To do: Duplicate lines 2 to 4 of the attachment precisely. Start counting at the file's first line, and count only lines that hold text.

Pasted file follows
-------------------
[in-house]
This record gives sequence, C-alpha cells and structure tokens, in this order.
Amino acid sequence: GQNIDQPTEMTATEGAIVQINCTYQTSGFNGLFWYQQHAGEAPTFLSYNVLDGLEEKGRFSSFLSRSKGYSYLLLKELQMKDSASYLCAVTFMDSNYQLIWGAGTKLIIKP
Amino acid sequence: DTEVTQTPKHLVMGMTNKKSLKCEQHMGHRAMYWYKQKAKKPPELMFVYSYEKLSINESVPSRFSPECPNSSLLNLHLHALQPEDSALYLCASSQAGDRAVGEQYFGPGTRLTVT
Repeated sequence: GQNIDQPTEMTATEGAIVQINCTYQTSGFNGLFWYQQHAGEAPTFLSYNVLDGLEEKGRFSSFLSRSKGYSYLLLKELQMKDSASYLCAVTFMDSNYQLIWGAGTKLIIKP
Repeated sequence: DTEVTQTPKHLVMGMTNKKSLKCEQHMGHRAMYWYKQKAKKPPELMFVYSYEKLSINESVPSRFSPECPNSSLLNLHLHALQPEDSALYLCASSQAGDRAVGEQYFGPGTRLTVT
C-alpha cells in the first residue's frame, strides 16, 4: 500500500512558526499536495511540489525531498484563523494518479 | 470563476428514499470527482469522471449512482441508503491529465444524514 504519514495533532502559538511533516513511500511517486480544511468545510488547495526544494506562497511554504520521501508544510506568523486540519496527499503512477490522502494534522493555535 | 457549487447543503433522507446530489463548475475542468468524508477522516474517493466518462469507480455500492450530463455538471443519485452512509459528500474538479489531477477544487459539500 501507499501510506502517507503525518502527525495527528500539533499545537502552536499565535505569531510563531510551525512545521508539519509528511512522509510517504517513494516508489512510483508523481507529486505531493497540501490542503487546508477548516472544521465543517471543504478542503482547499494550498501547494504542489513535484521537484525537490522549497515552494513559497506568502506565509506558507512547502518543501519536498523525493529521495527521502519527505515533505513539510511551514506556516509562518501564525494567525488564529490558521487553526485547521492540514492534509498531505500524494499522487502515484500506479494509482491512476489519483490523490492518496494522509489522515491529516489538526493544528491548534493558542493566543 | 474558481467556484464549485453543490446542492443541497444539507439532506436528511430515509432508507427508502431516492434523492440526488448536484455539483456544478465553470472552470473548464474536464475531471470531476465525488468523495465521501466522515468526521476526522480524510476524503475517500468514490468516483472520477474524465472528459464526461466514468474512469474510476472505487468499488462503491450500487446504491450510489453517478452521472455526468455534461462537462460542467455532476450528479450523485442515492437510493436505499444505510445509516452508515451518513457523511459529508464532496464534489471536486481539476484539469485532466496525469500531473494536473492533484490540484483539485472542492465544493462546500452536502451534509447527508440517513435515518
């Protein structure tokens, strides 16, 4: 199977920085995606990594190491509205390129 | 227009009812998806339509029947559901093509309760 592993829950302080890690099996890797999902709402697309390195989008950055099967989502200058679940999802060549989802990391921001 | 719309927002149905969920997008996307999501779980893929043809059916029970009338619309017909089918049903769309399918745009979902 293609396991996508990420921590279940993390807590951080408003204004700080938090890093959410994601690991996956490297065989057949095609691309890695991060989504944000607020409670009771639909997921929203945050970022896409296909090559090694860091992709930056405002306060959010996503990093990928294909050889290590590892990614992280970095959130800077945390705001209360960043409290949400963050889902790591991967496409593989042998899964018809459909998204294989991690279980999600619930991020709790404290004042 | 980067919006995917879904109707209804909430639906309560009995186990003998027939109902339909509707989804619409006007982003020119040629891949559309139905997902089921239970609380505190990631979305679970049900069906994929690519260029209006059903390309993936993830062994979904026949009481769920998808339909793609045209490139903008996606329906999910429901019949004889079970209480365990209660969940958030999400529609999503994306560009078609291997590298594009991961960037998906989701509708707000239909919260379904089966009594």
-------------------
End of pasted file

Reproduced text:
This record gives sequence, C-alpha cells and structure tokens, in this order.
Amino acid sequence: GQNIDQPTEMTATEGAIVQINCTYQTSGFNGLFWYQQHAGEAPTFLSYNVLDGLEEKGRFSSFLSRSKGYSYLLLKELQMKDSASYLCAVTFMDSNYQLIWGAGTKLIIKP
Amino acid sequence: DTEVTQTPKHLVMGMTNKKSLKCEQHMGHRAMYWYKQKAKKPPELMFVYSYEKLSINESVPSRFSPECPNSSLLNLHLHALQPEDSALYLCASSQAGDRAVGEQYFGPGTRLTVT